4.3 Rating of parameters

In order to calculate the Qi/Qmax in Eq. (3), the rating of parameters’ value was obtained based on their effect on FAR. Totally, six classes of rating, ranging from 0 to 5, were taken into account, where 0 denotes the worst case (maximum effect on reduction of FAR) and 5 is the best case (minimum effect on reduction of FAR). For FAR, on the basis of experts’ views and also investigation and results of this research, the rating for each parameter is revealed in Tables 5. For example, as it can be seen in Table 5, based on the conducted studies, in a wider to much wider panels, the high volume of roof falls, high roof loading, high roof convergence and high level of gas propagation, result in reduction of FAR at longwall face (high level of VI); therefore, a rating of 0 or 1 was considered. In addition, in narrower panels (less than 100 m), since the volume of roof falls is low, the loading and convergence is low to very low, gas propagation level is low, result in high FAR (low level of VI); consequently, a rating of 4 was considered.
Table 5

Rating of the principal parameters effect in the advance operation or FAR

Parameter code

Value/description and rating

P1

Value

< 21

21–40

41–60

61–80

81–100

 

Rating

0

1

2

3

4

 

P2

Value

< 5

5–10

10–15

15<

Doing gasification

 

Rating

3

2

1

0

3

 

P3

Value

< 0.75

0.75–1

1–1.25

1.25<

  

Rating

0

1

2

3

  

P4

Value

< 0.25

0.25–0.5

0.5–0.75

0.75–1

1–1.25

1.25<

Rating

0

1

2

3

4

5

P5

Value

< 15

15–30

30–45

45<

  

Rating

3

2

1

0

  

P6

Value

< 100

100–150

150–200

200–300

300<

 

Rating

4

3

2

1

0

 

P7

Value

< 21

21–40

41–60

61–80

81–100

 

Rating

0

1

2

3

4

 

4.4 Determining the VI of FAR and evaluation of model performance

To determine the VI of FAR at retreat longwall mining face, Eq. (2) was used. For this purpose, E0, E2, E3, W0, W1 and W2 panels were taken into account in Parvaadeh-I coal mine. Description of FARa and determined VI’s on considered panels are presented in Tables 6 and 7, respectively. Furthermore, performance of the presented RES-based model can be proven by correlation between the estimated VI’s and FAR at the considered panels. For this purpose, the correlation and determination coefficient (R2) between the mean of estimated VI’s and FARa for considered panels is presented in Figs. 4 and 5.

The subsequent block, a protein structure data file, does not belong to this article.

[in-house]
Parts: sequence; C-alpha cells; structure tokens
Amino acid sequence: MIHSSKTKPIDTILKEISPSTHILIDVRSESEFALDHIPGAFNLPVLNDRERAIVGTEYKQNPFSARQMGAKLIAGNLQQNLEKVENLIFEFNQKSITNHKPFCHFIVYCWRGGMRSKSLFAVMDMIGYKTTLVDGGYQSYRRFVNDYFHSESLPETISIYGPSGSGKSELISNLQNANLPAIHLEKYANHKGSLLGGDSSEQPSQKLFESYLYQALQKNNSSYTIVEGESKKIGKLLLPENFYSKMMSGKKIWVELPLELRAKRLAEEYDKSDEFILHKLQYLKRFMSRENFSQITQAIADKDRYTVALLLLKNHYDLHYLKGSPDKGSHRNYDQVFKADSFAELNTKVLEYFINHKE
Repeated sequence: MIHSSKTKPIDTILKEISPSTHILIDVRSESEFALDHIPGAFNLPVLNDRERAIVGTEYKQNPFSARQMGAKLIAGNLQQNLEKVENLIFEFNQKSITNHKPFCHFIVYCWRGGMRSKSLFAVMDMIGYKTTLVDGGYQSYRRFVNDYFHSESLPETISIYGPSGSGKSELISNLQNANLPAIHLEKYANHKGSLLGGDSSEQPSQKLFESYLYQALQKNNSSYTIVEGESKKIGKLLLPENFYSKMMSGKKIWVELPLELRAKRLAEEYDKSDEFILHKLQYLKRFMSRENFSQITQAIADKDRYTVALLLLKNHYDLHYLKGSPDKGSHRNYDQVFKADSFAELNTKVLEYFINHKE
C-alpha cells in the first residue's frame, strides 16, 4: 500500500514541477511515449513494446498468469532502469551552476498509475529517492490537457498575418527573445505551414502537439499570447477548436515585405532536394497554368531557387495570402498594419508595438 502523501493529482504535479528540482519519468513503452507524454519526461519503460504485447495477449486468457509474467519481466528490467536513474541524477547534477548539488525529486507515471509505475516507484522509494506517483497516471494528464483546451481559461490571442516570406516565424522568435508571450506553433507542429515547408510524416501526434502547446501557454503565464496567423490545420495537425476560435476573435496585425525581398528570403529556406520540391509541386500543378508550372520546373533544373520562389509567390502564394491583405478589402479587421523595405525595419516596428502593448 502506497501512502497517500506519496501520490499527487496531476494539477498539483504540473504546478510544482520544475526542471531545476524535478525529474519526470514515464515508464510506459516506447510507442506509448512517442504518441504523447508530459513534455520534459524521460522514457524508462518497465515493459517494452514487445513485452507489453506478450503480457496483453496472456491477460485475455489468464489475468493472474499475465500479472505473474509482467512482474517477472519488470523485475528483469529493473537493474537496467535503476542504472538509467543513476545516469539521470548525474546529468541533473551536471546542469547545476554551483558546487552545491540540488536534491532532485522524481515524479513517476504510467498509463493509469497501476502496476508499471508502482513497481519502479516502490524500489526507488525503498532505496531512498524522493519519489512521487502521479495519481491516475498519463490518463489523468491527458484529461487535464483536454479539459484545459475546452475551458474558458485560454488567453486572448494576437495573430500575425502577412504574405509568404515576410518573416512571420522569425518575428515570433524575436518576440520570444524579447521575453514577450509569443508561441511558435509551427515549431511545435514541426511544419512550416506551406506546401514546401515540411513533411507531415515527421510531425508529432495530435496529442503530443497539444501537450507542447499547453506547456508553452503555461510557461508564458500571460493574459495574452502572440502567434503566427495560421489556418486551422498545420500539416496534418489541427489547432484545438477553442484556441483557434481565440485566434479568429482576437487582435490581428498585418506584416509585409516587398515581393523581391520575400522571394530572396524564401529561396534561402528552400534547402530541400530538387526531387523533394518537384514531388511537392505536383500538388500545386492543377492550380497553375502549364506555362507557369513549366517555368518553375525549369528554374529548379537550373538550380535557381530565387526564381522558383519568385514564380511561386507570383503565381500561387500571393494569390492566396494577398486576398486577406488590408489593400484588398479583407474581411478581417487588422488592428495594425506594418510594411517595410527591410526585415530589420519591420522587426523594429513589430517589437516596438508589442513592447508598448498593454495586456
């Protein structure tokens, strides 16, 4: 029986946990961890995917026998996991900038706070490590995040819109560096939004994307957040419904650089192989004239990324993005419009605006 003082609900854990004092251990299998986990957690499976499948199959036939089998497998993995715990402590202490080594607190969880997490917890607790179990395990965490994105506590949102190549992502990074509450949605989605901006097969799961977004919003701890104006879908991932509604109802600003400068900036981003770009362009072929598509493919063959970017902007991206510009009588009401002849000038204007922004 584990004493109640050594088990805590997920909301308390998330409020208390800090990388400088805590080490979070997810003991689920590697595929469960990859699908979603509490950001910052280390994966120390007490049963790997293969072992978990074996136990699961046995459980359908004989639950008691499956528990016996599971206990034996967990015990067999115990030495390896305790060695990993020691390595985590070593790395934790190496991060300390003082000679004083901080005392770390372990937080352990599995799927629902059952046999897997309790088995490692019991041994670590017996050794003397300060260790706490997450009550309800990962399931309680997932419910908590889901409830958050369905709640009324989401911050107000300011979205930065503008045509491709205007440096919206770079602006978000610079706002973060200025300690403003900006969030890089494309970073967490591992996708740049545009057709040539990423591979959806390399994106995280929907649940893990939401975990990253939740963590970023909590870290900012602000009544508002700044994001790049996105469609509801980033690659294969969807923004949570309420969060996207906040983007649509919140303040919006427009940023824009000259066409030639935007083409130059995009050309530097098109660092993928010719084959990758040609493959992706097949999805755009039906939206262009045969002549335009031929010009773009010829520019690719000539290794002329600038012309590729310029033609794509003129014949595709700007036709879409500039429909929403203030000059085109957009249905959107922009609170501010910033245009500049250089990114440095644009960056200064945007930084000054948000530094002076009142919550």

Table 6

Description of FAR for considered panels in Parvadeh-I coal mine

Panel code

Ave.

Min

Max

SD

Outlier data (based on ± 2SD)  %

E0

5.47

2.00

7.79

1.47

4.7

E2

1.41

0.34

4.98

0.91

4.4

E3

2.94

0.87

4.85

1.17

0

W0

4.87

2.65

6.57

1.15

0

W1

4.62

2.06

7.11

1.50

0

W2

2.91

1.55

4.21

0.66

1.2

Table 7

Description of determined VI’s for considered panels in Parvadeh-I coal mine (remove outlier data from E3)

Panel code

Ave. VI

Min VI

Max VI

SD

Outlier data (based on ± 2SD) %

E0

36.72

33.47

48.47

4.67

2.8

E2

69.92

54.51

85.07

7.12

3.3

E3

60.73

59.24

64.44

1.24

3.8

W0

47.30

42.36

60.07

6.61

0

W1

49.74

43.75

66.67

6.80

6.2

W2

54.64

54.51

56.60

0.50

6.0

Fig. 4

Relationship between mean of VI’s and FAR in each of the gates of panels, a logarithmic regression analysis

Fig. 5

Relationship between mean of VI’s and FAR in each panel, a logarithmic regression analysis

To determine the best and most realistic prediction of FAR in considered condition, the results of several linear and non-linear regression methods were compared to each other and two most appropriate methods were selected (Fig. 6). The maximum available FAR is equal to 9 to 10 m/d in the best conditions at Parvadeh-I coal mine. The maximum available FAR was announced equal to 9 meters per day by mining engineers in the best conditions at Parvadeh-I coal mine. Also, the maximum available FAR was estimated equal to 14–16 m/d for considered panels based on existence longwall face equipment’s, presented equations in this research and panel width. Therefore, at about maximum available FAR, the linear regression appeared to be the best fit. On the other hand, the FAR must be equal to 0 at VI close to or equal to 100 that in this regard, the logarithmic regression shows the best fit. Finally, by combining linear regression with logarithmic regression, an equation was proposed to prediction of FAR in conditions of Parvadeh-I coal mine (Fig. 7).